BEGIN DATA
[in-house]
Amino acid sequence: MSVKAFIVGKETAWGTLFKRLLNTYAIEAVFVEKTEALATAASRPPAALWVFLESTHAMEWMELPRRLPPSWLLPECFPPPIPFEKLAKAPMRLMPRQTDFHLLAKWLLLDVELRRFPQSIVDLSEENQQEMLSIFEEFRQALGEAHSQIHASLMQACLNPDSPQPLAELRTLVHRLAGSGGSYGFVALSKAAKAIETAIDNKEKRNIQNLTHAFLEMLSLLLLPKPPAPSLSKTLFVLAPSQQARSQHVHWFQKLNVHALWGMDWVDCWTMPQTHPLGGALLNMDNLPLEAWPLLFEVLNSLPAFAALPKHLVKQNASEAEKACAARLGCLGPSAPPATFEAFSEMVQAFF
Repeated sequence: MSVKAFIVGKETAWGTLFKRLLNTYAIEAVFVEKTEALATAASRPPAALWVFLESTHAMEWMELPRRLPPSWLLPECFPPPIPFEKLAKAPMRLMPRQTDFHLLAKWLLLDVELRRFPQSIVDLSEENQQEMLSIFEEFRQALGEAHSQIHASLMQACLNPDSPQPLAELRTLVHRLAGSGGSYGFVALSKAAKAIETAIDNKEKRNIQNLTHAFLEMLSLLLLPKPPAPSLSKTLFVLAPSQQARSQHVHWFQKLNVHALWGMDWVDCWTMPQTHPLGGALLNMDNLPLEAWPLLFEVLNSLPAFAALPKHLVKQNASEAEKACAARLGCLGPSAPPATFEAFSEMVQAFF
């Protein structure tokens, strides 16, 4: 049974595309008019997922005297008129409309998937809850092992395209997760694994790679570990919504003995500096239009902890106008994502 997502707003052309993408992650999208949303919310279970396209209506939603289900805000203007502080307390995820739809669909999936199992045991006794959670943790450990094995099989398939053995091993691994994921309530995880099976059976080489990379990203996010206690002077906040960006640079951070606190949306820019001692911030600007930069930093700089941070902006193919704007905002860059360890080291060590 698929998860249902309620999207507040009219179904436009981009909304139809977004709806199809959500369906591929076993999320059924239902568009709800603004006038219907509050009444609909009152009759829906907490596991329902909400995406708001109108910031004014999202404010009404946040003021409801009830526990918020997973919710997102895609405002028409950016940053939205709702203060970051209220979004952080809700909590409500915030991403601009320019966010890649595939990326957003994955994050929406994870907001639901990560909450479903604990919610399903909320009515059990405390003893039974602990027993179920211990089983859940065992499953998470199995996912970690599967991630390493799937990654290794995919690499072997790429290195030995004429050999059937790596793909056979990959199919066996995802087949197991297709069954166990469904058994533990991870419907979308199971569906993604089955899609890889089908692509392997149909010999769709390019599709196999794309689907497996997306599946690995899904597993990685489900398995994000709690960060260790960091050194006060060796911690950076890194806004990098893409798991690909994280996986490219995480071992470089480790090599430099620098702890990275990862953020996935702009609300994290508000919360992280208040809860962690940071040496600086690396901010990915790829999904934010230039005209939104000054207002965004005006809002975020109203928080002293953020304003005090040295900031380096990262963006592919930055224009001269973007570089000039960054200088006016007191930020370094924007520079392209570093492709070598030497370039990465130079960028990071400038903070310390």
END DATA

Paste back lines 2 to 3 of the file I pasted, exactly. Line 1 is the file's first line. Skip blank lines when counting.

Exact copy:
Amino acid sequence: MSVKAFIVGKETAWGTLFKRLLNTYAIEAVFVEKTEALATAASRPPAALWVFLESTHAMEWMELPRRLPPSWLLPECFPPPIPFEKLAKAPMRLMPRQTDFHLLAKWLLLDVELRRFPQSIVDLSEENQQEMLSIFEEFRQALGEAHSQIHASLMQACLNPDSPQPLAELRTLVHRLAGSGGSYGFVALSKAAKAIETAIDNKEKRNIQNLTHAFLEMLSLLLLPKPPAPSLSKTLFVLAPSQQARSQHVHWFQKLNVHALWGMDWVDCWTMPQTHPLGGALLNMDNLPLEAWPLLFEVLNSLPAFAALPKHLVKQNASEAEKACAARLGCLGPSAPPATFEAFSEMVQAFF
Repeated sequence: MSVKAFIVGKETAWGTLFKRLLNTYAIEAVFVEKTEALATAASRPPAALWVFLESTHAMEWMELPRRLPPSWLLPECFPPPIPFEKLAKAPMRLMPRQTDFHLLAKWLLLDVELRRFPQSIVDLSEENQQEMLSIFEEFRQALGEAHSQIHASLMQACLNPDSPQPLAELRTLVHRLAGSGGSYGFVALSKAAKAIETAIDNKEKRNIQNLTHAFLEMLSLLLLPKPPAPSLSKTLFVLAPSQQARSQHVHWFQKLNVHALWGMDWVDCWTMPQTHPLGGALLNMDNLPLEAWPLLFEVLNSLPAFAALPKHLVKQNASEAEKACAARLGCLGPSAPPATFEAFSEMVQAFF